Perhaps it can’t be explained, this endless fascination so many of us have with the Kennedys. Thousands of books have tackled the subject, whether through the wistful eyes of nostalgia for Camelot or the relentless tragedies overcome by one of America’s most enduring dynasties or the intersection of politics, power, celebrity, and glamor. It seems that so much has been written about this one family that little of particular import could be added to the literature, which in itself has become something of a cottage industry in publishing: most books about one or other or all of the Kennedy family is almost certain to strike gold.
Victura is no exception. This lovingly told history of the Kennedy family—from Joe and Rose to Joe Jr. and Jack and Bobby to Ted and Chris and Patrick and all the Shrivers—examines the crew from the vantage point of the sea and their love of sailing.
Written by James Graham, who served as a senior advisor to former Illinois Governor Jim Edgar and the Illinois House of Representatives, Victura offers a fresh perspective on the history of a family that would otherwise seem to have been told countless times already. But Graham manages to put a new spin on familiar events, chronicling the highs and lows the family has enjoyed and endured by revealing how they have consistently turned to the sea and, most notably, one of their favorite vessels, the Victura, a twenty-five-foot Wianno Senior.
In his acknowledgments, Graham thanks Christopher Kennedy and other Kennedys and Shrivers for granting interviews and sharing their stories of the Victura and sailing and the sea, and the research he has put into the book is evident. Graham, who sails out of Wilmette Harbor north of Chicago, displays clear affection for both the extended Kennedy family and for sailing. Victura the book seems very much a labor of love, an intersection of at least a few great interests: politics, sailing, and the Kennedys.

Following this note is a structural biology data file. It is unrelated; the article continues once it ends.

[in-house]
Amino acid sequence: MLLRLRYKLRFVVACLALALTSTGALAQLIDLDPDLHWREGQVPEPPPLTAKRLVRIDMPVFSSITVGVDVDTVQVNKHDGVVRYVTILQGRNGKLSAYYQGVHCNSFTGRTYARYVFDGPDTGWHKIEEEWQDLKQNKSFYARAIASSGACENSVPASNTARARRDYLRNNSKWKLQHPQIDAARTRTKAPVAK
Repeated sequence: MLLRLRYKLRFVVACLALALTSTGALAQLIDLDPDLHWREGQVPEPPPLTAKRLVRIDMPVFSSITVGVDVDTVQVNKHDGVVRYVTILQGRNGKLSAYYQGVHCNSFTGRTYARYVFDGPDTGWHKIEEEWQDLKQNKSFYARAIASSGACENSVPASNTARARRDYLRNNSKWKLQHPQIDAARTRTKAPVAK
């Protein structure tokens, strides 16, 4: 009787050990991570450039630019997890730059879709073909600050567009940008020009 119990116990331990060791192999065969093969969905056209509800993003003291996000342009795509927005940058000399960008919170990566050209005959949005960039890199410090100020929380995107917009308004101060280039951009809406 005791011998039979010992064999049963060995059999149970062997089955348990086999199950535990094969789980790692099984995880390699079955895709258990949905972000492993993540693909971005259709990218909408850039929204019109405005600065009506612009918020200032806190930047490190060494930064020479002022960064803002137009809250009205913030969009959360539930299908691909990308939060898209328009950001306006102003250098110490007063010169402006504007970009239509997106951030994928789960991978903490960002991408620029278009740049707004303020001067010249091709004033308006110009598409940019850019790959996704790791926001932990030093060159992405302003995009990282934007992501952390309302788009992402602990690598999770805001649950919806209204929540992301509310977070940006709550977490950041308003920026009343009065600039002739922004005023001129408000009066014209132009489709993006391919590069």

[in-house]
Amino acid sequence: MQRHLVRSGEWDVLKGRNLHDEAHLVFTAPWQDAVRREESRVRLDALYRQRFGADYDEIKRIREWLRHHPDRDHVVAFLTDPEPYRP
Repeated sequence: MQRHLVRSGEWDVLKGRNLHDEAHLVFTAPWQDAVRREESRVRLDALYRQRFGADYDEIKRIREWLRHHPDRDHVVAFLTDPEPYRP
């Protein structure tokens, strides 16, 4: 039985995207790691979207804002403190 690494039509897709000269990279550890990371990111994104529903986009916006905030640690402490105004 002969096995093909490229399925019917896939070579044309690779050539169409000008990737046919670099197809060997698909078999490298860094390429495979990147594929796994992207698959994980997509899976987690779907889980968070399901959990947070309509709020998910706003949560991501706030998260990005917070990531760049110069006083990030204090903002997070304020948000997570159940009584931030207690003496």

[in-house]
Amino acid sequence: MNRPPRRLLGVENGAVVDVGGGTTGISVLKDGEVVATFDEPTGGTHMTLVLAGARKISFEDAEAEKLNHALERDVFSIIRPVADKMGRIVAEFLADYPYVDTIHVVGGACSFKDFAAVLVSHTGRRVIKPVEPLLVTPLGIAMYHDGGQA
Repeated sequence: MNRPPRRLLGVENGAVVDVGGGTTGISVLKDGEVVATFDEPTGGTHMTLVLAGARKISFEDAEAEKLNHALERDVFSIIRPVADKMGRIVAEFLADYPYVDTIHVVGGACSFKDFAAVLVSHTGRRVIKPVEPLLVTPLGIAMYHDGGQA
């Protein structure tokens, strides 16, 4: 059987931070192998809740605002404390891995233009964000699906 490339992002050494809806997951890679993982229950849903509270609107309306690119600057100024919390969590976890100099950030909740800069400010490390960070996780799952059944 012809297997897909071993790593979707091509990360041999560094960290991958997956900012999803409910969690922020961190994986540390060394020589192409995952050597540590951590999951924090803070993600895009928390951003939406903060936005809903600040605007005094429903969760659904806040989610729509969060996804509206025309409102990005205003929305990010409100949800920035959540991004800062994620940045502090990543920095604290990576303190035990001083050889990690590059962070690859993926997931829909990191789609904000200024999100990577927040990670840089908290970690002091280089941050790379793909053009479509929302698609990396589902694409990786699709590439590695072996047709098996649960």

Victura the vessel also seems a labor of love, a sloop the Kennedys sailed for roughly five decades, surviving lightning strikes, hurricanes, fire, and countless races fought hard for by the highly competitive Kennedy clan. Often sailed with JFK at the helm, the vessel became at times more than a sporty get-away as journalists, photographers, politicians, and celebrities were invited along on outings, often as a means to further the Kennedy brand, as much exercise as an exercise in publicity.
Graham deftly moves among family history, political history, and sailing lore to present a compelling story that is at times exciting, heartbreaking, and fascinating. Although rife with sailing terms and phrases (as one might expect), the book is accessible even to landlubbers, despite a few bits that go unexplained (e.g., “stepping the mast” might well confuse readers who spend most of their time on terra firma).
Politics, history, sports—there’s something for just about anyone in these pages, whether those already steeped in Kennedy lore or those coming to the family history for the first time. Readers also will find much about literature and poetry, thanks in large part to Jackie Kennedy’s influence on the family, as well as about nature. Graham refers often to nature writer Henry Beston, a man whose reputation grew at the same time the Kennedy children were coming of age. Some of these references to Beston’s work feel like tangential interludes, but they distract only mildly from the book.
A bit more troubling are some copy editing misses that mar the otherwise lovely text: “then,” for example, appears more than a few times when the correct word should be “than.”
Such misses are made up for by Graham’s lively take on the Kennedy clan, a warmly told story rich in imagery and inspiration, wrapped in a beautifully designed book that combines with the author’s text to make for a great package.
Throughout Victura, Graham makes mention of the highly competitive nature of the entire Kennedy clan. Joe Sr. was one of those folks who thought that second place is nothing more than first loser. What Graham has here is a winner—a first-rate effort well worth the read.
April 2014, ForeEdge/University Press of New England
$29.95, hardcover, 266 pages
—Reviewed by Kelli Christiansen